The well further includes a conductive nut threaded for threadedly securing into the boiler tapping and in electrical communication with the boiler interior wall; and a dielectric spacer electrically separating the well, the low water cutoff conductive member, and the low water cutoff conductive wire from the conductive nut, such that a conductive path between the boiler interior wall and the well is foamed when water within the boiler interior surrounds and contacts the well, and the conductive path is open when the water within the boiler interior does not surround or contact the well.
The housing may comprise a temperature sensitive thermoplastic (TPE) over-mould. The low water cutoff conductive member preferably includes beryllium copper (BeCu), and is seated in an exterior channel or groove with the member. The thermistor is preferably encapsulated in a resin that may include blue hysol. The probe outputs may be integrated with an outdoor temperature sensor, a return temperature sensor, an ambient temperature sensor, and the like, and these boiler system and environmental temperature measurements may be collectively utilized to control boiler function.
In a second aspect, the present invention is directed to a system for monitoring low water cutoff and temperature in a boiler comprising: a temperature sensor within a housing, in which the housing may have an external channel or groove; conductors connecting to the temperature sensor and protruding from the housing; a semi-rigid sheath surrounding the conductors; a low water cutoff sensor including: a conductive member connecting to a low water cutoff conductive wire, where a first portion of the conductive member may be within the housing, and a second portion of the conductive member may be seated external to the housing and may also be within the external channel or groove, and forming a compression fit against the well interior, the conductive member and the low water cutoff conductive wire in electrical communication with the well, such that the conductive member and the low water cutoff conductive wire are at approximately the same voltage potential as the well; a conductive nut threaded for connection to the boiler interior wall and in electrical communication with the boiler interior wall; a dielectric spacer electrically separating the well, the low water cutoff conductive member, and the low water cutoff conductive wire from the conductive nut, such that a conductive path between the boiler interior wall and the well is formed when water within the boiler interior surrounds and contacts the well, and the conductive path is open when the water within the boiler interior does not surround or contact the well; and a controller comprising: a microprocessor: a unity buffer receiving input signals from the probe and providing a high impedance input for the microprocessor; and software for filtering the temperature sensor and the low water cutoff sensor inputs.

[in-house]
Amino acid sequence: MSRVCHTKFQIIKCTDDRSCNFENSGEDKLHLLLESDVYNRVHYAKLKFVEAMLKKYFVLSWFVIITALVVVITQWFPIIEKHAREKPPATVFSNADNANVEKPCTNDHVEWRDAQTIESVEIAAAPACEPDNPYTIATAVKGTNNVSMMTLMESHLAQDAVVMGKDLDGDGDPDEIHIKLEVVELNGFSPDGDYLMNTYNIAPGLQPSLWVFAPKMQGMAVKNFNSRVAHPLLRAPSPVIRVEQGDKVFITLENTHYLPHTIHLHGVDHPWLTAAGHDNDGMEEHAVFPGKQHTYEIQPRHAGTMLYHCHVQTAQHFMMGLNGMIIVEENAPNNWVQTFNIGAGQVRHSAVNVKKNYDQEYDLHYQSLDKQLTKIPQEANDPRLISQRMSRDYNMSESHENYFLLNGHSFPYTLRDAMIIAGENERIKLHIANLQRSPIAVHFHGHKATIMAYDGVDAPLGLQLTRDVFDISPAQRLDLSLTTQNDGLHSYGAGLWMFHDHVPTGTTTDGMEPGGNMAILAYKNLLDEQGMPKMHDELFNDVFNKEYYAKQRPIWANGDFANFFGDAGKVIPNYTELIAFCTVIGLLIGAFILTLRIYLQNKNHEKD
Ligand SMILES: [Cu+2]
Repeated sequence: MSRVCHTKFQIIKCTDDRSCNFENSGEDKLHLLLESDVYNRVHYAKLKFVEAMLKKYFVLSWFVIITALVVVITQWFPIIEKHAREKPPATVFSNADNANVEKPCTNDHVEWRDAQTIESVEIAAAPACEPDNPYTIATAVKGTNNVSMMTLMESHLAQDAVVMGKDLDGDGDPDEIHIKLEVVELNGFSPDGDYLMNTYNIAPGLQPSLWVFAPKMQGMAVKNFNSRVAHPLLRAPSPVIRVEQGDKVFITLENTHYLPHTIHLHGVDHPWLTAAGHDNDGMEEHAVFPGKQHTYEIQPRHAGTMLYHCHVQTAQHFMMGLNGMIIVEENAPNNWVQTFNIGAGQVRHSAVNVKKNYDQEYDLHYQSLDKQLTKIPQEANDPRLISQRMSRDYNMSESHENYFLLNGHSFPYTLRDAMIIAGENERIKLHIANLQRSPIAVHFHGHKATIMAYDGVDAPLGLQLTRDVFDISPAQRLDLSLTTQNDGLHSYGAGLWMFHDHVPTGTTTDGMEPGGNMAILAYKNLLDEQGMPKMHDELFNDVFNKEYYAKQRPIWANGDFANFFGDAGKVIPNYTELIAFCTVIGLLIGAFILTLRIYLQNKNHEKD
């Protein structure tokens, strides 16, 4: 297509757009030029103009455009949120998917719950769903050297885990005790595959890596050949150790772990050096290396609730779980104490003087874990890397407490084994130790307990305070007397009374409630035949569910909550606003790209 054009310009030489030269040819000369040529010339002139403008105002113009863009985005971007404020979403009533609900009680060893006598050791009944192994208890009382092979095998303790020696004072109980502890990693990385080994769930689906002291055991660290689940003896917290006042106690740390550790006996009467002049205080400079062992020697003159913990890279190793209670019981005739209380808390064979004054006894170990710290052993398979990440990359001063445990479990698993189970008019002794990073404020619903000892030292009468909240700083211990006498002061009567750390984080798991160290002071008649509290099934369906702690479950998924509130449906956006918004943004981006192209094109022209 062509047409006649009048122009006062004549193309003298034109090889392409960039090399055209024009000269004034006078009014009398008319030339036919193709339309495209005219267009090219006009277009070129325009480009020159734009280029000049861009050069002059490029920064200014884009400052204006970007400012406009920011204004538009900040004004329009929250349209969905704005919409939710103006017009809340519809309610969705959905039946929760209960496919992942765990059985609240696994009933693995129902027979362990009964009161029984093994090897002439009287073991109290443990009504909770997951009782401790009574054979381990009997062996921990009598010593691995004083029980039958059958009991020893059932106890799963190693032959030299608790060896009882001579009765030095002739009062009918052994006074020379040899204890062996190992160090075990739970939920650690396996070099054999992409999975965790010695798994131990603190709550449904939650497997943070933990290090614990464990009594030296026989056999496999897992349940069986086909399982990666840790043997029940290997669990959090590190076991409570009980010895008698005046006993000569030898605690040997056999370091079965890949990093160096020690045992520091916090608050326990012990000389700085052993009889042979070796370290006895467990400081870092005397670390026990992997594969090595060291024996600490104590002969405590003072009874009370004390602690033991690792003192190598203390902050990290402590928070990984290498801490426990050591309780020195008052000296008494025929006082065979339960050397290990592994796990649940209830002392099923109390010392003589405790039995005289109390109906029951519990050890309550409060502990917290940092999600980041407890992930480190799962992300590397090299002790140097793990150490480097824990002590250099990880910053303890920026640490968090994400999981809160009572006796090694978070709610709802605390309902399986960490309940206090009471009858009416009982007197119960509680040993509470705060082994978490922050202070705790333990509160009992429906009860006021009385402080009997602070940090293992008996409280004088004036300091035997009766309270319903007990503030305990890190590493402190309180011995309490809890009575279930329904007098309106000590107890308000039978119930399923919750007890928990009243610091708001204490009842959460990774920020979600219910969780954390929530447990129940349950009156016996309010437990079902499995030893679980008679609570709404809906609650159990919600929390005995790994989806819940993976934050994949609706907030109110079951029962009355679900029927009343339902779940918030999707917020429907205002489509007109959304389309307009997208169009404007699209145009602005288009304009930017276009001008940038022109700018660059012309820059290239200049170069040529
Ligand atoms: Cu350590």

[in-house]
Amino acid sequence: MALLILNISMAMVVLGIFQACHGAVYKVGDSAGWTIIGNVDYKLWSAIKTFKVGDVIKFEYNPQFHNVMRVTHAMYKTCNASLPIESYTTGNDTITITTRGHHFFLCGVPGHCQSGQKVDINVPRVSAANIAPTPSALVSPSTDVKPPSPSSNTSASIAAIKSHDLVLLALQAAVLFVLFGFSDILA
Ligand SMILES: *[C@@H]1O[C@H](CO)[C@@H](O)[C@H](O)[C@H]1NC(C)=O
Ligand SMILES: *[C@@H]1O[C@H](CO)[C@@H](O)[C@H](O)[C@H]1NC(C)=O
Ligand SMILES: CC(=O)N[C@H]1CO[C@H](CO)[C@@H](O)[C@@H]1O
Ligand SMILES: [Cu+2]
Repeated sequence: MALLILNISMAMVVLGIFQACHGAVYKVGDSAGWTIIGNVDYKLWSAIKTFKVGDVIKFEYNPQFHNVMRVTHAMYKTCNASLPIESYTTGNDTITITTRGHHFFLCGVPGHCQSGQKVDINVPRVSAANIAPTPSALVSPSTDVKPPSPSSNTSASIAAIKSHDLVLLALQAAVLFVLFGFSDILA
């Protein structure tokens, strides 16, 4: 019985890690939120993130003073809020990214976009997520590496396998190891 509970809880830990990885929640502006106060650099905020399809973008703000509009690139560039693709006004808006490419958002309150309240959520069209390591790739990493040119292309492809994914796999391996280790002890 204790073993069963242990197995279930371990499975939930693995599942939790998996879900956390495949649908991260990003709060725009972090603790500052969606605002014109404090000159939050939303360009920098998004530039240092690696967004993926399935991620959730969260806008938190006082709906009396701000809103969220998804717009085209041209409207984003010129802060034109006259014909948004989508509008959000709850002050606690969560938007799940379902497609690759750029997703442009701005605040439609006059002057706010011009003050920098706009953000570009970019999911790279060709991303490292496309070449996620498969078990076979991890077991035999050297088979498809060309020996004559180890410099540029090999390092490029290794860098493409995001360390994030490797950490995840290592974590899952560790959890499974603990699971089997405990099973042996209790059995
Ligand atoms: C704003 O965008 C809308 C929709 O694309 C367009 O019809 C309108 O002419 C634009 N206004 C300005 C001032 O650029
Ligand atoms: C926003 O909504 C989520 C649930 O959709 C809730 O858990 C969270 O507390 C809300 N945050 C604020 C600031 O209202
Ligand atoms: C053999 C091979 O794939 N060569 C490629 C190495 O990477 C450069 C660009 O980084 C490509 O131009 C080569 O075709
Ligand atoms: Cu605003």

In a third aspect, the present invention is directed to a method for replacing an existing temperature sensor in a single tapping well within a boiler with a dual functioning low water cutoff sensor and temperature sensor probe, the method comprising: removing the existing temperature sensor from the single tapping well; inserting a dual functioning probe within the well comprising: the temperature sensor probe having a housing and conductors protruding from the housing, peripherally protected by a semi-rigid sheath, the housing having an external channel or groove; the low water cutoff sensor probe including a conductive member connecting to a low water cutoff conductive wire, having a first portion of the conductive member within the housing, and a second portion of the conductive member seated external to the housing and within the external channel or groove, and forming a compression fit against the well interior, the conductive member and the low water cutoff conductive wire in electrical communication with the well, such that the conductive member and the low water cutoff conductive wire are at approximately the same voltage potential as the well; and connecting the probe to a microcontroller circuit.
The features of the invention believed to be novel and the elements characteristic of the invention are set forth with particularity in the appended claims. The figures are for illustration purposes only and are not drawn to scale. The invention itself, however, both as to organization and method of operation, may best be understood by reference to the detailed description which follows taken in conjunction with the accompanying drawings in which: